Labor Department Action at Saratoga Race Course Effects Change in New York State's Racing Industry
Seminar on Labor Laws Held One Day Before Beginning of New Season at Saratoga
Report from the Backstretch: One Year Later
Albany, NY (July 28, 2009) - Can't See the video? Click Here to Get Adobe Flash Player. State Labor Commissioner M. Patricia Smith today announced that the Labor Department is continuing to collaborate with trainers, workers, the New York Racing Association (NYRA), and advocates to improve the conditions of backstretch workers at Saratoga and other race courses in the state. As a result of its August 2008 investigation of minimum wage and overtime laws affecting Saratoga Race Course’s backstretch workers, many trainers attended four seminars offered by the Labor Department last fall to educate employers about labor laws, and have learned how to change their practices to comply. Today, the Labor Department offered a kickoff seminar at the start of the season to advise trainers about the new minimum wage of $7.25, which came into effect Friday. Today's seminar will also allow trainers the opportunity to refresh their knowledge or clarify any lingering questions.
Backstretch workers, including “hot walkers,” grooms and watchmen, are employed by trainers at Saratoga and other racetracks to provide round-the-clock exercise, feeding, grooming, and care for the racehorses.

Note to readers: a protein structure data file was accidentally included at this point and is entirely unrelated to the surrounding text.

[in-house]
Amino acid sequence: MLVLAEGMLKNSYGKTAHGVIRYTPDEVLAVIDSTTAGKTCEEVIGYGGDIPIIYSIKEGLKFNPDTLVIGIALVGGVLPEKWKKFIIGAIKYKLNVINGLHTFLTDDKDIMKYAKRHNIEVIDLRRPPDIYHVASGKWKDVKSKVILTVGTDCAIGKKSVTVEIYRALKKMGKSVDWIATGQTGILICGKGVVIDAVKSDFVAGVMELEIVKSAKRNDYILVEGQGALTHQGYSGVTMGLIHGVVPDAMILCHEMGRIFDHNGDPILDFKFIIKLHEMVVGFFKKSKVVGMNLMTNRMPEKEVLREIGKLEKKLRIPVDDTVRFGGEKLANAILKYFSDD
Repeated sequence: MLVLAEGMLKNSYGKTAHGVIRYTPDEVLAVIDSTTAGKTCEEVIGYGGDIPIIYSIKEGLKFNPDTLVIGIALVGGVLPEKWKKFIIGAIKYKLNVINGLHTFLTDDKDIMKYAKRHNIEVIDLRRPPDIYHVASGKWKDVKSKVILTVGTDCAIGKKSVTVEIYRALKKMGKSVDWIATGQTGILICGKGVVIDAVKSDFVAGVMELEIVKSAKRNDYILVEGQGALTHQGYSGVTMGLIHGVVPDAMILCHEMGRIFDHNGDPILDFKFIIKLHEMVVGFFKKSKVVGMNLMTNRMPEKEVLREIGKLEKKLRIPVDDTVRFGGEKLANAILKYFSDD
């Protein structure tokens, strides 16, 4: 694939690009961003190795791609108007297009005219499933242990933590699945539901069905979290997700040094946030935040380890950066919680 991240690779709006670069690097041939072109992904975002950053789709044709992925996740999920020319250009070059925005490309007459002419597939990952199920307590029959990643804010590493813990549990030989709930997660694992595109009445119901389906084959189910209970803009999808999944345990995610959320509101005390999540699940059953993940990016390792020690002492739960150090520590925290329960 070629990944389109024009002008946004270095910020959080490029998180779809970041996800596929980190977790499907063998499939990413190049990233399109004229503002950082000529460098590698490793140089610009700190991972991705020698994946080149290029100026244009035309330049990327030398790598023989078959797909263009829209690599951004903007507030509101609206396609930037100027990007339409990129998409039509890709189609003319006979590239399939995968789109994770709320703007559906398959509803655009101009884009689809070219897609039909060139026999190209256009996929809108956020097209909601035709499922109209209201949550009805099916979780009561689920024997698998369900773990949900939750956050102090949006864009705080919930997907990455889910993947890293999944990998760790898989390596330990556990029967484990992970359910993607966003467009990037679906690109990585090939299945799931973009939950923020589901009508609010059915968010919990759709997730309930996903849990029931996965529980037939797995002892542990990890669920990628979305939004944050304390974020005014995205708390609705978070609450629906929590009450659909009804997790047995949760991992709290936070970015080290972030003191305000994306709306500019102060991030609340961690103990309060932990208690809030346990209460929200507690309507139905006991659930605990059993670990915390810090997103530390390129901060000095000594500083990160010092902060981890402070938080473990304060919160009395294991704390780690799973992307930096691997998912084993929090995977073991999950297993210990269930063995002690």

The affected workers were employed by individual trainers who function as independent contractors, typically training horses for multiple thoroughbred owners. While not employed by either NYRA or the State Racing and Wagering Board, owners and trainers are represented by the New York Thoroughbred Horsemen's Association (NYTHA).
“In just one year, we have helped trainers shift their employment practices to be in greater compliance with the law," said Commissioner Smith. “We will continue to partner with NYRA, trainers, and workers to ensure that at every Post Time, at every race course in the state, fair pay for backstretch workers remains front and center.”
Last year's investigation, which also included Belmont and Aqueduct Race Courses, resulted in the Department collecting nearly $234,000 in wage underpayments to date. The Department is in negotiations with dozens of trainers to recoup an additional $670,000 on behalf of workers.
Trainers have been generally cooperative with the investigations, and workers have informally reported to Labor Department staff that their working conditions are in greater compliance with state laws.
Throughout the season at Saratoga, the Labor Department will continue to ensure that employers comply with labor laws, through education, and where necessary, labor law enforcement. Already, the majority of trainers at Saratoga Race Course have been provided with information from the Department of Labor on minimum wage and overtime requirements under the labor law.
New York State's minimum wage is $7.25 per hour, and employers are required to pay overtime for weekly hours past forty at 1½ times the employee's regular pay rate. The State Labor Department encourages employers and workers to contact the department about wage and hour issues. Investigators from the Division of Labor Standards will answer any questions regarding compliance with New York's labor laws. Information is available at www.labor.ny.gov or by phone at 1-888-52-LABOR.